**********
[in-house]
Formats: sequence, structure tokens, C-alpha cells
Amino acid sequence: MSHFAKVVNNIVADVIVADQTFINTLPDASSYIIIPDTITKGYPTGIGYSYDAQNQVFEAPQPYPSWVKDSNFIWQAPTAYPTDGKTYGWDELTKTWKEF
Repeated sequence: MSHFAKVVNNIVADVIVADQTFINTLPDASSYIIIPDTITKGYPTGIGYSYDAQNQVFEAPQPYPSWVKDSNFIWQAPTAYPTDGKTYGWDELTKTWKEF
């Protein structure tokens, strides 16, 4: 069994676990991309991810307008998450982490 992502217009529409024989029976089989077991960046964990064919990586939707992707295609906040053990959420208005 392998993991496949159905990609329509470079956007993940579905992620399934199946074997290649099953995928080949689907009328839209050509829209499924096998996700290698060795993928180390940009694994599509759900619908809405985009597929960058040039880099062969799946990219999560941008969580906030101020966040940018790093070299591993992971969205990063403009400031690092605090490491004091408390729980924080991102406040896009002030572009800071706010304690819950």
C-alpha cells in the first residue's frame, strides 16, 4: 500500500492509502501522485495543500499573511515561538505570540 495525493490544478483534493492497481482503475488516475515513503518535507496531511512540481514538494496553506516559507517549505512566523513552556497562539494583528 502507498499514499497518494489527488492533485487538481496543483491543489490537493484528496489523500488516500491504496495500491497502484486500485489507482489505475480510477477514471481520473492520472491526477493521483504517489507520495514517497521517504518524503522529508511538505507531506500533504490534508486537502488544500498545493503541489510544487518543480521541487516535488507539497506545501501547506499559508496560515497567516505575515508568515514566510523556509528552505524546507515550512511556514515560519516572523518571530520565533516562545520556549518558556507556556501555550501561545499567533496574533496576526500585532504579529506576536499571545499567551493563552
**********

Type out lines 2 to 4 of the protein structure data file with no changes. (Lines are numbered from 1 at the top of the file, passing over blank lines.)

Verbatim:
Formats: sequence, structure tokens, C-alpha cells
Amino acid sequence: MSHFAKVVNNIVADVIVADQTFINTLPDASSYIIIPDTITKGYPTGIGYSYDAQNQVFEAPQPYPSWVKDSNFIWQAPTAYPTDGKTYGWDELTKTWKEF
Repeated sequence: MSHFAKVVNNIVADVIVADQTFINTLPDASSYIIIPDTITKGYPTGIGYSYDAQNQVFEAPQPYPSWVKDSNFIWQAPTAYPTDGKTYGWDELTKTWKEF